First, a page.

Beowulf dies after the encounter, but it is his heroic qualities that ultimately led him to attempt fighting the dragon alone.

“Dragons in the East are symbols of rain, power, and good luck. In the West, they are symbols of fire, death, and fear.”

In the East

Abzû and Tiamat, two dragons from ancient Babylonian myth, are described as the mother and father of creation.  Abzû was said to be the God of fresh water and spread knowledge and happiness over Earth, while Tiamat was the Goddess of salt water and was a source of chaos. They are both killed not by heroes, but by their children, younger gods, who wish to usurp their father’s throne.

Although Abzû and Tiamat are not always referred to as dragons (usually sea serpents), that has become a common representation of them through popular culture including Dungeons and Dragons.

The dragons in Chinese mythology have power over water and associated weather phenomena, including rain, floods and typhoons. Within Chinese culture, dragons are considered symbols of prosperity and good luck and were the symbols of many Chinese dynasties.

Apparently, for the 2008 Olympics, the Chinese government was going to use a dragon for the mascot, but decided against it because of the differing symbolism between dragons in the East (good) and in the West (bad). That’s something I didn’t know about until doing the research for this blog post, but I couldn’t find any more information about it besides a note in a Wikipedia article, which I don’t want to assume as a reliable source.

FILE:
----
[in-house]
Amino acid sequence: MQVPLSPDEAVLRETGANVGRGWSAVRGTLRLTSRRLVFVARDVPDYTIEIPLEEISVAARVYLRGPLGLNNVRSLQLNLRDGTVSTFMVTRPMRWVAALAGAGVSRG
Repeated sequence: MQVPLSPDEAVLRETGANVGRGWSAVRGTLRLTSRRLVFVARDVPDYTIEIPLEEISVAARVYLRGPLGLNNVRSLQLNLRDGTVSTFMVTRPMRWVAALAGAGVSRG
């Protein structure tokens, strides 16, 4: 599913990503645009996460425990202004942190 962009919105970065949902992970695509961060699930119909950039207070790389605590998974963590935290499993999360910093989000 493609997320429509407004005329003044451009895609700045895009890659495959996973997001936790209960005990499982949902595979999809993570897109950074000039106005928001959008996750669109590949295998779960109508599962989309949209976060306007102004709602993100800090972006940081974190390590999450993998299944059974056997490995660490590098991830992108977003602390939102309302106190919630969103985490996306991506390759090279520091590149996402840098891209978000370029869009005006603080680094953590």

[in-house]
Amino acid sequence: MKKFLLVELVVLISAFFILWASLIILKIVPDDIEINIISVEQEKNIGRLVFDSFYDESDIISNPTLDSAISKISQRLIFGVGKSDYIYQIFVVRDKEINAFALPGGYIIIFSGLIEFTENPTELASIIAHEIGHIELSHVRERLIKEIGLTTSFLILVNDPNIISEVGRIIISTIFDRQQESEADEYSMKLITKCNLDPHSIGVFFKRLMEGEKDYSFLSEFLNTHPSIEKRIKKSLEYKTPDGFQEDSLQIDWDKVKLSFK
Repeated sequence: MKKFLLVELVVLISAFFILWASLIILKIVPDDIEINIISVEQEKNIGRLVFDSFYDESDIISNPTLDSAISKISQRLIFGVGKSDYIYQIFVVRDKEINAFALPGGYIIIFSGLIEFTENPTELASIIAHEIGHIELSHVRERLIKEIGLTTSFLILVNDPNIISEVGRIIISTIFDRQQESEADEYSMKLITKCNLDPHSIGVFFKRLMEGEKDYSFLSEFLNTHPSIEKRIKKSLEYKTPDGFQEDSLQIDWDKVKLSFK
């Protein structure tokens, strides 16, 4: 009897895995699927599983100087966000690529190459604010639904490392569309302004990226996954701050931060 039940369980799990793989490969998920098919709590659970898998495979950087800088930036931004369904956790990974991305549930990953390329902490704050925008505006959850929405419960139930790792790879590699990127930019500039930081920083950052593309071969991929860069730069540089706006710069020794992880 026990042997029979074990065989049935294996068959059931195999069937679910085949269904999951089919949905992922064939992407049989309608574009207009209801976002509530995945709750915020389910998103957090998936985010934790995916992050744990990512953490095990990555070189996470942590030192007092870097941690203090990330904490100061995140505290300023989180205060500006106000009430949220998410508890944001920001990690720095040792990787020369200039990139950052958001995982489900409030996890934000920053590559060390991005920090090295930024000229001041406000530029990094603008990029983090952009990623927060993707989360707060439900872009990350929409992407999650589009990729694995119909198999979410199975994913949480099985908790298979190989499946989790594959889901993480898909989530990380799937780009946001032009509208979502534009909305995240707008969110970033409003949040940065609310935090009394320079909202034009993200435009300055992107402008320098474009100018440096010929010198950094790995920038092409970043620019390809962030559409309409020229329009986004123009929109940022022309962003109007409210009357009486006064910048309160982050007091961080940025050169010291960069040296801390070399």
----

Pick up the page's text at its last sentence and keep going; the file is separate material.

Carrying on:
Nonetheless, I wanted to mention it because, regardless of the dubious source, it does reinforce the idea of different views of dragons in the East and the West. This isn’t a new thought by any means, either, as I’ve seen similar discussions of the disparity between the perspectives on dragons.

Ultimately, Dragons in the East are symbols of rain, power, and good luck. In the West, they are symbols of fire, death, and fear.

Some Exceptions

Not all dragons in the East are good and benevolent, but as hard as I searched, I couldn’t find anything to convince me that dragons were seen as anything other than evil in the West. I have read countless stories about heroes defeating demonic dragons in Greek myth, where dragons are often depicted as protectors of powerful objects and places. But even those dragons were up to no good.

Case in point: The dragon protector of Nemea, Zeus’s sacred grove, killed the infant prince Opheltes and was thus killed in return.

Other examples from Greek myth include: